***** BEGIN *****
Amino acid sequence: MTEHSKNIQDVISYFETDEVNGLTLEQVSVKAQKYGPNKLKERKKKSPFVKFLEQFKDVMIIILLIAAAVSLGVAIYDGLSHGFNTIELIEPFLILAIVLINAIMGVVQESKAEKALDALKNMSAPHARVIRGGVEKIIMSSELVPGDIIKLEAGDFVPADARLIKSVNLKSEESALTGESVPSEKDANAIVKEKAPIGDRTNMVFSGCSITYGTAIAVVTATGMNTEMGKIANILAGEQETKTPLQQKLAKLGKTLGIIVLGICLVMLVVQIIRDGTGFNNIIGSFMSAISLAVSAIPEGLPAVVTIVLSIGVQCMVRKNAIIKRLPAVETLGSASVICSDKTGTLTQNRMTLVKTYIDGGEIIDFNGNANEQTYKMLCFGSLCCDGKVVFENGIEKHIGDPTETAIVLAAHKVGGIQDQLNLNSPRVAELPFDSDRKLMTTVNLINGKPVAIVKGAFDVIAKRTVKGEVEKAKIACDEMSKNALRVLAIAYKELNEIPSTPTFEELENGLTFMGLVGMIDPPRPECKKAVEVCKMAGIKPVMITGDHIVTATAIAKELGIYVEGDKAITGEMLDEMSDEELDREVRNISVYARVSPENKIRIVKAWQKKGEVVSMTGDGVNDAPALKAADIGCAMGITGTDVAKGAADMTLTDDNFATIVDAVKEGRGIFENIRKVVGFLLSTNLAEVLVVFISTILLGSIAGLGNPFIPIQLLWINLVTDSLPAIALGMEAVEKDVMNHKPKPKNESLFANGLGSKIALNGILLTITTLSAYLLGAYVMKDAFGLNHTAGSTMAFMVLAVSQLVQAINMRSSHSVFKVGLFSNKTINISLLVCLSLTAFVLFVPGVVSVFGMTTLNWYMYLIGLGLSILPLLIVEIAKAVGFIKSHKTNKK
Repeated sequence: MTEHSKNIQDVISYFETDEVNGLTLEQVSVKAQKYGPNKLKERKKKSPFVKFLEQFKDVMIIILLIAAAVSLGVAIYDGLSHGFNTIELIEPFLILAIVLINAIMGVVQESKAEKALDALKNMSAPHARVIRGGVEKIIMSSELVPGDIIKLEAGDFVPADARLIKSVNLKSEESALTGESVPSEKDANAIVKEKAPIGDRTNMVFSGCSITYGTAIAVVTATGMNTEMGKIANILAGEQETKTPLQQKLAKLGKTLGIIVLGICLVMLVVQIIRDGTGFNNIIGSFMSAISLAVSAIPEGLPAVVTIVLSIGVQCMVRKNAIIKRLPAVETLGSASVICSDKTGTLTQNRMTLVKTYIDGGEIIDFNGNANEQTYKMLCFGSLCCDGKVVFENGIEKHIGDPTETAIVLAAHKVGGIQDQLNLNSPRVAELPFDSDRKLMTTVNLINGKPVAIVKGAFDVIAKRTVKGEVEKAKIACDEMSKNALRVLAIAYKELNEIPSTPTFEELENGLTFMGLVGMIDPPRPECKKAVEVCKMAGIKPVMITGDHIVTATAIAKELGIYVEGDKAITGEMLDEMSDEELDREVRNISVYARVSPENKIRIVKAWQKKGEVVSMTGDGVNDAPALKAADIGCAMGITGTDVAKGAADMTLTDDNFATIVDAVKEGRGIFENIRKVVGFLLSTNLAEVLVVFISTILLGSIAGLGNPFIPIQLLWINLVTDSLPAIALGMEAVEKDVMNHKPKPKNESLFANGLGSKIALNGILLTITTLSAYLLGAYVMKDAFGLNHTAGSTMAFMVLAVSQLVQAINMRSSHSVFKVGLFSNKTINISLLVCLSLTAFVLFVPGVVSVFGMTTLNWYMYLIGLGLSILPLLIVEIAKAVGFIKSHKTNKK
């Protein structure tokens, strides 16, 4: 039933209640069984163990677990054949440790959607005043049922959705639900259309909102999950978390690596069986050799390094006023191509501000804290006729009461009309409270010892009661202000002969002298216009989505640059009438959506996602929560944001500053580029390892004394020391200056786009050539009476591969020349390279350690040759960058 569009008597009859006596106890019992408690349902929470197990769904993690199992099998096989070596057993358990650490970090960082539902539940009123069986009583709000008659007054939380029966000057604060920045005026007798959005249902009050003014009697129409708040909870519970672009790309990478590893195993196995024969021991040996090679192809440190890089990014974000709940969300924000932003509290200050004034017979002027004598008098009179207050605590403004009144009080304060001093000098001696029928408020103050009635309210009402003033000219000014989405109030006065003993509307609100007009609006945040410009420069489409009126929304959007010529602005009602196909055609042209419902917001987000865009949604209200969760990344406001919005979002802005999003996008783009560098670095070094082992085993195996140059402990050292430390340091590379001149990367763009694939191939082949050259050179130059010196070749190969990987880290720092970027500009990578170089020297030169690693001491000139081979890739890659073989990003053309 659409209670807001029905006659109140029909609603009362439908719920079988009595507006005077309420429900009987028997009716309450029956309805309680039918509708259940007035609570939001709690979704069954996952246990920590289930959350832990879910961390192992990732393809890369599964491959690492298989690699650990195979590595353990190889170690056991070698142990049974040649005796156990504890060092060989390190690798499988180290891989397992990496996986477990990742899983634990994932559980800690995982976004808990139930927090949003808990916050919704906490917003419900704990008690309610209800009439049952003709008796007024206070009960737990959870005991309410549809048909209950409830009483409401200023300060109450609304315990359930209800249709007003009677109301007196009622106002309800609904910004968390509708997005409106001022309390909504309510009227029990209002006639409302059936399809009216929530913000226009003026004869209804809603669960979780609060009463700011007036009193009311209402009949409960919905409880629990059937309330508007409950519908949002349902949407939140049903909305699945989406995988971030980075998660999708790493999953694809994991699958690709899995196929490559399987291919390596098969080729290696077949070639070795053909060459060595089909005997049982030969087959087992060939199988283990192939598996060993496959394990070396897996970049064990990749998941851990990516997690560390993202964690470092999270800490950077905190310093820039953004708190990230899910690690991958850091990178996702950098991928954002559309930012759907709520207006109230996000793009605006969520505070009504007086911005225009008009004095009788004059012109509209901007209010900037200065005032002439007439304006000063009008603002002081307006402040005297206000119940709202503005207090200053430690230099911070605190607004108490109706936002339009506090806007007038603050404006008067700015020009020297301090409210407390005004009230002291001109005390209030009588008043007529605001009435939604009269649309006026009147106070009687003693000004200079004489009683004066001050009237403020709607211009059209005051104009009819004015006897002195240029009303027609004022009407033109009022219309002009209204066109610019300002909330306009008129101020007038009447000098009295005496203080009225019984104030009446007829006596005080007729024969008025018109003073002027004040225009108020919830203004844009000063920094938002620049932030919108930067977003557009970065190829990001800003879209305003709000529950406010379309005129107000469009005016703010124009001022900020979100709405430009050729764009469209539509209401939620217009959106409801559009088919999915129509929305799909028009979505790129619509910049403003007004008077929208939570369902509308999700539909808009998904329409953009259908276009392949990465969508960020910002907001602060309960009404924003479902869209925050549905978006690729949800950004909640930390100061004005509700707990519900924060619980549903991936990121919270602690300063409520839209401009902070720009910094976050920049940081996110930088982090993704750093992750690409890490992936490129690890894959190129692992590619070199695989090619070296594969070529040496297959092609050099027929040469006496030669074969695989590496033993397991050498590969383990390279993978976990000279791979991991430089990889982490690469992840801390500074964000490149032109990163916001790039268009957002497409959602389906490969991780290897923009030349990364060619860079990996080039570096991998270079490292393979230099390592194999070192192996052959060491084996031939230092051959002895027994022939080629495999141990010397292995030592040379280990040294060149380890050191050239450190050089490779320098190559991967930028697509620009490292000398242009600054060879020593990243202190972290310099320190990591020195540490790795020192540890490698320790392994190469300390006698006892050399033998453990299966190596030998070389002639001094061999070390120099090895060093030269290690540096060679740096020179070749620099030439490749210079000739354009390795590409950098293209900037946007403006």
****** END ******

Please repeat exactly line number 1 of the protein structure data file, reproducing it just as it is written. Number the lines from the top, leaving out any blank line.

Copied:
Amino acid sequence: MTEHSKNIQDVISYFETDEVNGLTLEQVSVKAQKYGPNKLKERKKKSPFVKFLEQFKDVMIIILLIAAAVSLGVAIYDGLSHGFNTIELIEPFLILAIVLINAIMGVVQESKAEKALDALKNMSAPHARVIRGGVEKIIMSSELVPGDIIKLEAGDFVPADARLIKSVNLKSEESALTGESVPSEKDANAIVKEKAPIGDRTNMVFSGCSITYGTAIAVVTATGMNTEMGKIANILAGEQETKTPLQQKLAKLGKTLGIIVLGICLVMLVVQIIRDGTGFNNIIGSFMSAISLAVSAIPEGLPAVVTIVLSIGVQCMVRKNAIIKRLPAVETLGSASVICSDKTGTLTQNRMTLVKTYIDGGEIIDFNGNANEQTYKMLCFGSLCCDGKVVFENGIEKHIGDPTETAIVLAAHKVGGIQDQLNLNSPRVAELPFDSDRKLMTTVNLINGKPVAIVKGAFDVIAKRTVKGEVEKAKIACDEMSKNALRVLAIAYKELNEIPSTPTFEELENGLTFMGLVGMIDPPRPECKKAVEVCKMAGIKPVMITGDHIVTATAIAKELGIYVEGDKAITGEMLDEMSDEELDREVRNISVYARVSPENKIRIVKAWQKKGEVVSMTGDGVNDAPALKAADIGCAMGITGTDVAKGAADMTLTDDNFATIVDAVKEGRGIFENIRKVVGFLLSTNLAEVLVVFISTILLGSIAGLGNPFIPIQLLWINLVTDSLPAIALGMEAVEKDVMNHKPKPKNESLFANGLGSKIALNGILLTITTLSAYLLGAYVMKDAFGLNHTAGSTMAFMVLAVSQLVQAINMRSSHSVFKVGLFSNKTINISLLVCLSLTAFVLFVPGVVSVFGMTTLNWYMYLIGLGLSILPLLIVEIAKAVGFIKSHKTNKK